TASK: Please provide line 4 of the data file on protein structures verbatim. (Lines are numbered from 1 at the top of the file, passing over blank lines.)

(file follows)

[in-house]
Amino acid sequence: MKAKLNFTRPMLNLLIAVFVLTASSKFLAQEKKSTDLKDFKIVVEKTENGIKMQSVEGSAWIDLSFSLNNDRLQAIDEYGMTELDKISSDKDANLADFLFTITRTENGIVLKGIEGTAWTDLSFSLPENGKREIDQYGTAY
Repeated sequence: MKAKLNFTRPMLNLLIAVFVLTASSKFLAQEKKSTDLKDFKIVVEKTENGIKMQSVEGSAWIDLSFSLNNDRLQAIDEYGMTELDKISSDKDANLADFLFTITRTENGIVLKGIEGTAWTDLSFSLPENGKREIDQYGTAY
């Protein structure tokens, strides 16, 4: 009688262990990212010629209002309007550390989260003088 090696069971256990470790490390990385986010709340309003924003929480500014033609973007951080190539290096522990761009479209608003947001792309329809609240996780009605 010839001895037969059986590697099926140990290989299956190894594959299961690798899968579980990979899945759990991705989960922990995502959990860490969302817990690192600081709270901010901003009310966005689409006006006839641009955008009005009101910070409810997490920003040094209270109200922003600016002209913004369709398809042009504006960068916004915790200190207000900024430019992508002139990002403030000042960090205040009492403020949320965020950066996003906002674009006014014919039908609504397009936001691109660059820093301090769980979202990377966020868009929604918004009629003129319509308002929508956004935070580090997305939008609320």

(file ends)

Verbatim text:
């Protein structure tokens, strides 16, 4: 009688262990990212010629209002309007550390989260003088 090696069971256990470790490390990385986010709340309003924003929480500014033609973007951080190539290096522990761009479209608003947001792309329809609240996780009605 010839001895037969059986590697099926140990290989299956190894594959299961690798899968579980990979899945759990991705989960922990995502959990860490969302817990690192600081709270901010901003009310966005689409006006006839641009955008009005009101910070409810997490920003040094209270109200922003600016002209913004369709398809042009504006960068916004915790200190207000900024430019992508002139990002403030000042960090205040009492403020949320965020950066996003906002674009006014014919039908609504397009936001691109660059820093301090769980979202990377966020868009929604918004009629003129319509308002929508956004935070580090997305939008609320």